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Best for scenery: Parc Nacional d’Aigüestortes i Estany de Sant Maurici
Deep in the Pyrenees, where Spain rises to meet the rest of Europe, the Parc Nacional d’Aigüestortes i Estany de Sant Maurici is northeastern Spain’s most beautiful corner. ‘This park is like Yellowstone, Canada and the Alps, rolled into one and in miniature,’ says Josep Maria Rispa, who’s been a park ranger here for 20 years. ‘You have the best in alpine scenery but within a small area.’ Entering the park from the southwest, the valley of the Riu de Sant Nicolau, carved by ancient glaciers, climbs into the park’s inner reaches. At 1,600 metres above sea level, the trail – accessible at this point only on foot, or by taxi from nearby Boi – passes the pristine freshwater of Estany de Llebreta. ‘Of around a thousand lakes in the Pyrenees,’ says Josep, ‘almost two hundred are within the park’s borders. Nowhere in the Pyrenees – nowhere else in southern Europe, in fact – is there such a concentration of lakes. This is the park of the waters, a paradise of lakes.’ Estany (the Catalan word for ‘lakes’) and aigüestortes (‘winding streams’) are what give the park its name. Beyond Estany de Llebreta, the valley climbs to a rugged plateau watered by clear mountain streams and home to semi-wild horses. Valleys narrow and rise ever deeper into the park before finally reaching remote Estany Llong, 2,000 metres above sea level and a 90-minute hike beyond the last taxi drop-off point. Here, in the park’s heart, there is a sense of standing between two different worlds. Past the mountains to the west, Atlantic weather prevails, but to the east the climate is Mediterranean. ‘You must respect these mountains,’ says Josep. ‘They’re beautiful, but it could snow here, even in summer.’ He points out a pine tree that somehow survives up here – at 600 years old, it predates Columbus. In the distance beyond are the jagged granite shards of the Agujas Perdut (Lost Peaks) – mythic natural fortresses around which white clouds swirl and said to shelter an invisible lake. Even after two decades of seeing it, Josep is silenced by the view – all of Catalonia, stretched out at the mountains’ feet.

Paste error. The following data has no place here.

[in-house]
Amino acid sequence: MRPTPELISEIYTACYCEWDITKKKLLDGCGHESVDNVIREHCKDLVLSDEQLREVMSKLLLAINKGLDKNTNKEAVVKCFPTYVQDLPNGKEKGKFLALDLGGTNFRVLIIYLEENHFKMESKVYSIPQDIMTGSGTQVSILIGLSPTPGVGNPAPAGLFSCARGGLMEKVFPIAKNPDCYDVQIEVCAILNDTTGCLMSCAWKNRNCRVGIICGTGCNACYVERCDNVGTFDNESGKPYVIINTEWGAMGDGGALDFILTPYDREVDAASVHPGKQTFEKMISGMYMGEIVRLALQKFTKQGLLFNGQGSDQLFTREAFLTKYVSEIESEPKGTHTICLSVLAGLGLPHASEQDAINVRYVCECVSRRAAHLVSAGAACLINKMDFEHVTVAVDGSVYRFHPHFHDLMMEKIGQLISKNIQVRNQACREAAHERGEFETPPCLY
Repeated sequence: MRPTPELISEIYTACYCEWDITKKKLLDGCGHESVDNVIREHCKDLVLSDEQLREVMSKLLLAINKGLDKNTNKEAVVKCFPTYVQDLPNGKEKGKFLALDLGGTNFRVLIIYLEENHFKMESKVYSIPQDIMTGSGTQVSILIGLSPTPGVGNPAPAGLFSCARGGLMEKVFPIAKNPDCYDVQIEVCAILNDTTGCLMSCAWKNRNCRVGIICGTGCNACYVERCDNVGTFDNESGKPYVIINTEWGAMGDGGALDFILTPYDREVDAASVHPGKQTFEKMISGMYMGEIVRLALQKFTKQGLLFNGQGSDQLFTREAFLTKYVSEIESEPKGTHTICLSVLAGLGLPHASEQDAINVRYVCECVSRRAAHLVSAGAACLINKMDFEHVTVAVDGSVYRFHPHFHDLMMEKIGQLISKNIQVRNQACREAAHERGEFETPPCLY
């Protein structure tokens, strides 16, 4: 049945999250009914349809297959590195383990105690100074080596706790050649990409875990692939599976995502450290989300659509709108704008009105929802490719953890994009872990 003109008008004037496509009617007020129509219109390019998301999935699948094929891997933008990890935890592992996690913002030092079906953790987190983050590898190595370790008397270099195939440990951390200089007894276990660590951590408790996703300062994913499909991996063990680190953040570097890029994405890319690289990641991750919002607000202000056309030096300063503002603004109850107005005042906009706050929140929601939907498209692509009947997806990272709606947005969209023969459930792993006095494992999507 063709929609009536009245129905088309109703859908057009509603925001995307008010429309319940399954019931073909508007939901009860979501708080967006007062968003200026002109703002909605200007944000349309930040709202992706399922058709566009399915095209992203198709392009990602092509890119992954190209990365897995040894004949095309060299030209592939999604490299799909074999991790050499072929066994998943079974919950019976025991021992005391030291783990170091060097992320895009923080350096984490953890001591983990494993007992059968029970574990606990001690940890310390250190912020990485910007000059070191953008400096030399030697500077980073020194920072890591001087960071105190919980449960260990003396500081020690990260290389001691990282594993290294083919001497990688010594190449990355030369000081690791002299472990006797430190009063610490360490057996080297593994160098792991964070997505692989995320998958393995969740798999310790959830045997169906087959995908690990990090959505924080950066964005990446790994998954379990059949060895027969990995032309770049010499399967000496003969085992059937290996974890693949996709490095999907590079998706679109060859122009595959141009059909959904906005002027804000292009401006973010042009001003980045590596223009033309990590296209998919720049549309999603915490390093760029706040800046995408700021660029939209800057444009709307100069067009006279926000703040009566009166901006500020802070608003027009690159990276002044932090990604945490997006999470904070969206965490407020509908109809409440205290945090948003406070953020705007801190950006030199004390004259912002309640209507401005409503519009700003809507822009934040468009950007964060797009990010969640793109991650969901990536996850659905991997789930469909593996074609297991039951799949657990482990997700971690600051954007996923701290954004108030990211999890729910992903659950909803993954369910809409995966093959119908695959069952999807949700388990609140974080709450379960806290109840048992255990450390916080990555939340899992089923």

Further information
Private vehicles cannot enter the park, and the hike from the park’s entrance to Estany Llong takes three-and-a-half hours. Returns by Jeep taxi into the park from Boi cost £8; Estany Llong is a 90-minute hike beyond the last taxi drop-off.

Where to eat
At the top of the village of Taull, the well-regarded El Caliu does creative salads and mountain dishes such as stuffed lamb (mains from £8).

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The article ‘The perfect trip: Catalonia’ was published in partnership with Lonely Planet Magazine.

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